The Sunday Opera: Claudio Monteverdi's "L'incoronazione di Poppea"
Claudio Monteverdi’s last opera is the featured work on this week’s Sunday Opera (2/6 3:00 p.m.). “L’incoronazione di Poppea” was first performed at the Teatro Santi Giovanni e Paolo in Venice during the 1643 carnival season, the same year that Monteverdi died. Because of this, scholars believe that several hands other than Monteverdi helped to complete the work. The highly fictionalized libretto by Giovanni Francesco Busenello begins in the realm of fact, but he admitted that he “adapted” those facts to fit his storytelling. The resulting libretto makes Nero appear to be a compassionate leader, Poppea to be a victim of circumstances, and Octavia a ruthless and vengeful spurned wife which are all far from what history has shown. After a prologue featuring Fortune (Catherine Pierard), Virtue (Juliet Booth), Cupid (Samuel Linay), Mercury (Brian Bannatyne-Scott), and Venus (Janice Watson), Act One begins with Nero (Della Jones) and Poppea (Arleen Auger) professing their love for each other. This is a bitter realization for Otho (James Bowman) who is in love with Poppea. Nero is currently married to Empress Octavia (Linda Hurst), and his affair sets into motion a series of events that will culminate with the ordered suicide of Lucius Anneus Seneca (Gregory Reinhart) and the banishment of Octavia, Otho, and the Lady Drusilla (Sarah Leonard). Other members of the cast include Mark Tucker as the poet Lucan, Adrian Thompson as Poppea’s nurse Arnalta. Richard Hickox conducts the City of London Baroque Sinfonia from the keyboard in this 1988 recording.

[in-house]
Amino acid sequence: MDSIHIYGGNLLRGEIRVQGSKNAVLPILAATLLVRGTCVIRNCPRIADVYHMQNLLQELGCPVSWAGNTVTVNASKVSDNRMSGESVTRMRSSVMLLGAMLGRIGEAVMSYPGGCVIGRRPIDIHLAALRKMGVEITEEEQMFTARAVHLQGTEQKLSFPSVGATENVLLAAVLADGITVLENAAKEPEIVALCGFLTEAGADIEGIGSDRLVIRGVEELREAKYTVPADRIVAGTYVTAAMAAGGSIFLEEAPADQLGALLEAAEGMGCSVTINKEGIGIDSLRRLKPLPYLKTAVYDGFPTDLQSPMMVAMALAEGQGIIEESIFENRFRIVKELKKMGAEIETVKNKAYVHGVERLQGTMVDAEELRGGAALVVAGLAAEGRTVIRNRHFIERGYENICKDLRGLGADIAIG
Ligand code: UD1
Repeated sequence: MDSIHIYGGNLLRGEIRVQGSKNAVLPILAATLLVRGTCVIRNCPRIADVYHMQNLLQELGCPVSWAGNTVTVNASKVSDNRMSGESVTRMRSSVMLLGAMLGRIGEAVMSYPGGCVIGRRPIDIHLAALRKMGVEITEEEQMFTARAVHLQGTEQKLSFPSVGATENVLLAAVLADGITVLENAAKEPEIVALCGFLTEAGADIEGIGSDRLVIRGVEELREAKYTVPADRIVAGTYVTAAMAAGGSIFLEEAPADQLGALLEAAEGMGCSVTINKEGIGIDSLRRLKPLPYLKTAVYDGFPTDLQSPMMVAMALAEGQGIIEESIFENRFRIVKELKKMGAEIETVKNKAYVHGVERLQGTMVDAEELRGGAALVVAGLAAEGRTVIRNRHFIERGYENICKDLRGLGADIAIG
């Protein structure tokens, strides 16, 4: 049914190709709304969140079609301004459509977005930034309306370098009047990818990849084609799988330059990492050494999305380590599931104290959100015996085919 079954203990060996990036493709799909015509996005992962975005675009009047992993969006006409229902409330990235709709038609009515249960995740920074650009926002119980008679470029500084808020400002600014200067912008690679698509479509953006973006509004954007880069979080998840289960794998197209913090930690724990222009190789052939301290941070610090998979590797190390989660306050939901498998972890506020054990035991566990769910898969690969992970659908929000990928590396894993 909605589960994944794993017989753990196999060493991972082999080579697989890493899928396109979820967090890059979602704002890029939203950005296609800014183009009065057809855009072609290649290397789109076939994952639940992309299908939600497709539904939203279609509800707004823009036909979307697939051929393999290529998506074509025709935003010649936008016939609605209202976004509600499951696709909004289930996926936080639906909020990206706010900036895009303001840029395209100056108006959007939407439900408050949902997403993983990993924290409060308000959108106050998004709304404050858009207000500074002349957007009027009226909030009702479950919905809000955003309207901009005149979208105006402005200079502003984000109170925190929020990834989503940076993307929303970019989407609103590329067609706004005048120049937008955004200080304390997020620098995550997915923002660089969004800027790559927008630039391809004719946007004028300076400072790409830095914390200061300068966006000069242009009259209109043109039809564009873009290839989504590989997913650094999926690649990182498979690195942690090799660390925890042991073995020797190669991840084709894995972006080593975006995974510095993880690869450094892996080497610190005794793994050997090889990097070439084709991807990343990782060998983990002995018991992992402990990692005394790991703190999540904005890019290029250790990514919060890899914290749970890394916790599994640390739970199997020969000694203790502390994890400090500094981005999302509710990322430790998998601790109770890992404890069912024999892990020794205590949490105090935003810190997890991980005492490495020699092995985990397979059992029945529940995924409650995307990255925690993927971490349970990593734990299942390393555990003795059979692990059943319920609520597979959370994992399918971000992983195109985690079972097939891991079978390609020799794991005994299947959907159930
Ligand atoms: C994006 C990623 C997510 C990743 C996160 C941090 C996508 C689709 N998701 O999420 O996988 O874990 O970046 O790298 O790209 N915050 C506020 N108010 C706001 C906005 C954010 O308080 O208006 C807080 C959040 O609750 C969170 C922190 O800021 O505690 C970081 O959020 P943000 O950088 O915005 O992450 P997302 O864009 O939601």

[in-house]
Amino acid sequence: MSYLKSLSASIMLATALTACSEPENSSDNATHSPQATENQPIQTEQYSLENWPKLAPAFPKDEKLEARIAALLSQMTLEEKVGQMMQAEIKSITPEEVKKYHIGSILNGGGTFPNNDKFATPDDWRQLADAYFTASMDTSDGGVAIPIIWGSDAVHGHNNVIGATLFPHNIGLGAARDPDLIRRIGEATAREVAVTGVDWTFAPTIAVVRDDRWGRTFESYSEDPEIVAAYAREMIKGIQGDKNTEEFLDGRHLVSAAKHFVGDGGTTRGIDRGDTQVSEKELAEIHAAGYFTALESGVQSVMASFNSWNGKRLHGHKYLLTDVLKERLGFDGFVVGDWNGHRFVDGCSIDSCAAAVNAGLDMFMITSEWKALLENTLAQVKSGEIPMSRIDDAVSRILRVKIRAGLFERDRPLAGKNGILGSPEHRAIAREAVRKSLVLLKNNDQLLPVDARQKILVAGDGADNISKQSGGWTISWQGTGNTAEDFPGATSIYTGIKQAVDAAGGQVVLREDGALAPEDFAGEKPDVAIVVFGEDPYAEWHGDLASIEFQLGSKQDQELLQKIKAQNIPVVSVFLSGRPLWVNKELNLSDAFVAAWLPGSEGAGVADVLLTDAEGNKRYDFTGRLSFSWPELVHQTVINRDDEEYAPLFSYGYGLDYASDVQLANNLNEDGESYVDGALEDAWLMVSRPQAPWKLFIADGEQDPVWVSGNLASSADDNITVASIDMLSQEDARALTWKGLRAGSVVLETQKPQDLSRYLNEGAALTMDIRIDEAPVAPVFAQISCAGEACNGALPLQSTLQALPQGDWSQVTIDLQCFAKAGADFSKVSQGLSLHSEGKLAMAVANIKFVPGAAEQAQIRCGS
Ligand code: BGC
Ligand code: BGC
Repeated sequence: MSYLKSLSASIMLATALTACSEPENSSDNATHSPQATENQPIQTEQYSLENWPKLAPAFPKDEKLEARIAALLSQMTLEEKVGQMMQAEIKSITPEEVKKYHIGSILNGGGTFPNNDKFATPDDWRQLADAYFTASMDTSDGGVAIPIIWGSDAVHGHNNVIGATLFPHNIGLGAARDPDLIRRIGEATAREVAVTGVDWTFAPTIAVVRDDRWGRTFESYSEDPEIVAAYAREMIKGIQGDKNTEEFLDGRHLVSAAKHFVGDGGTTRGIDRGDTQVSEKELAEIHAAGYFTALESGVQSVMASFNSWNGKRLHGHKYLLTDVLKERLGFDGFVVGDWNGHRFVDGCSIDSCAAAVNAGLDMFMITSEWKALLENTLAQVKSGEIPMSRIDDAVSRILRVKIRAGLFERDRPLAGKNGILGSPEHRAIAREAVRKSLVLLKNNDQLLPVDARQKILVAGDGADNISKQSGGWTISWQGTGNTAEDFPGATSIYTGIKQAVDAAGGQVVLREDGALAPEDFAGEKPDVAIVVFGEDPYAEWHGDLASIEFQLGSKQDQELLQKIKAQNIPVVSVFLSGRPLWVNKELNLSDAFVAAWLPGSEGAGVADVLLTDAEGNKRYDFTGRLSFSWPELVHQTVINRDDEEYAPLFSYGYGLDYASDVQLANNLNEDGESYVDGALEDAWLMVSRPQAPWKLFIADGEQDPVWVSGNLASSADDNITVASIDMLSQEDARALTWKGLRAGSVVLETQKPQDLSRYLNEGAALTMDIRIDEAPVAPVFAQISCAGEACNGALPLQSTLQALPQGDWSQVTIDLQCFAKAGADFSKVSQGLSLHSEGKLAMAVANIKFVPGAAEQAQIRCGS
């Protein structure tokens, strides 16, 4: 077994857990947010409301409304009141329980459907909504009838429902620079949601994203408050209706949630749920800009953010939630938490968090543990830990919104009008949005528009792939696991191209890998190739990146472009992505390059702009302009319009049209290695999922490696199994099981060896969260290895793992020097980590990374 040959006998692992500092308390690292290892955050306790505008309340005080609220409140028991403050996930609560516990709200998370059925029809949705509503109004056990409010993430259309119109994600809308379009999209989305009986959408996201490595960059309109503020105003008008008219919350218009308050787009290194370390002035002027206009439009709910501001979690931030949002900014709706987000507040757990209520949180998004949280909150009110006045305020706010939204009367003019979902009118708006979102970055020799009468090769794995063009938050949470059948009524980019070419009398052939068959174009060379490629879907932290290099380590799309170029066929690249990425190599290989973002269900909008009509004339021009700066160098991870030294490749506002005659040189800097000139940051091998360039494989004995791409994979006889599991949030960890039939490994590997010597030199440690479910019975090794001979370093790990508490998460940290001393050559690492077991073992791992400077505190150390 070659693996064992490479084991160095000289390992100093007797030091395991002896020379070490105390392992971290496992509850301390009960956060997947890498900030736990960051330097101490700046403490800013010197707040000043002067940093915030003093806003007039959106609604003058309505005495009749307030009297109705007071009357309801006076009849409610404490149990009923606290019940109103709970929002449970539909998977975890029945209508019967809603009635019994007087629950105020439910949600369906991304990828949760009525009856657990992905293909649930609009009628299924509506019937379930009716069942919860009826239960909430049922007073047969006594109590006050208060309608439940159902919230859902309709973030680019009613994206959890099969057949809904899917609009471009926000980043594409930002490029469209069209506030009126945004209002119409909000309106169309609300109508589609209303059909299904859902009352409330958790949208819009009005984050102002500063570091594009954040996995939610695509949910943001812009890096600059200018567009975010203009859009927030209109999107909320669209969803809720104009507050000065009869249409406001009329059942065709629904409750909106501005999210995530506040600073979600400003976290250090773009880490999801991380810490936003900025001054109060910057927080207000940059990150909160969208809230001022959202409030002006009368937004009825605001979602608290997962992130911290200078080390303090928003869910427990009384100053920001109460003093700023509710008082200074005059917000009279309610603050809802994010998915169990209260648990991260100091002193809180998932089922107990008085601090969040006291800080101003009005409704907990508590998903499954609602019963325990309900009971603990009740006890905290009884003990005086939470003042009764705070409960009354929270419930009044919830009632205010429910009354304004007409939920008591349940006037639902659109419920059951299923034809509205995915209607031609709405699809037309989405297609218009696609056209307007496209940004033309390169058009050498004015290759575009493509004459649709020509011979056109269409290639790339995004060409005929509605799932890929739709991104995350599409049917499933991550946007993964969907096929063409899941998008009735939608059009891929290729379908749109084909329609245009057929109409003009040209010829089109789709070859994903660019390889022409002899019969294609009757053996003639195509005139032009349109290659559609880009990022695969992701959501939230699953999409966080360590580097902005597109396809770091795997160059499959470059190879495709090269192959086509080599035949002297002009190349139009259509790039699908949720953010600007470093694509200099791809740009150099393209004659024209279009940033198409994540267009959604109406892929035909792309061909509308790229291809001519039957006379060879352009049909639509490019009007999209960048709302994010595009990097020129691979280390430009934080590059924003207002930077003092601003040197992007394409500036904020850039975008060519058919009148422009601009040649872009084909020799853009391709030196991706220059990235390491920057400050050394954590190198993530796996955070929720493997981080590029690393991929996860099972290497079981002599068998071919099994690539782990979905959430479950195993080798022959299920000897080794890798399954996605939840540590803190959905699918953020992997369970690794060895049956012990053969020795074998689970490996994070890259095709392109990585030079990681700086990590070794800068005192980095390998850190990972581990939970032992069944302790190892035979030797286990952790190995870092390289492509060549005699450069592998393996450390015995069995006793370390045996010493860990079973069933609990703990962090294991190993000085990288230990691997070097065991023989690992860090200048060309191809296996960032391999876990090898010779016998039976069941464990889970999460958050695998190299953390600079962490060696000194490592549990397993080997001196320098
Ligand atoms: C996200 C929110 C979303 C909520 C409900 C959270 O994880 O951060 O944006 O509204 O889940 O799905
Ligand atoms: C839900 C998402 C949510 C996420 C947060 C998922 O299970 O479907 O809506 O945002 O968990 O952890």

Stay with Michael Kownacky after the opera when we’ll begin with one of Monteverdi’s madrigals, “Let others sing of Mars,” performed by Delitiae Musicae before we make a major musical shift and jump 368 years to our next piece. While searching for other works about Nero, information about an electronic music trio by the same name appeared. The members of NERO, Dan Stephens, Joe Ray, and Alana Watson, joined forces with the BBC Philharmonic and conductor Joe Duddell to create Symphony 2808 (originally titled The Dubstep Symphony after the style of dance music mainly associated with NERO).
This amalgamation of electronic and symphonic music with percussion beautifully marries diverse musical styles into a truly fascinating piece.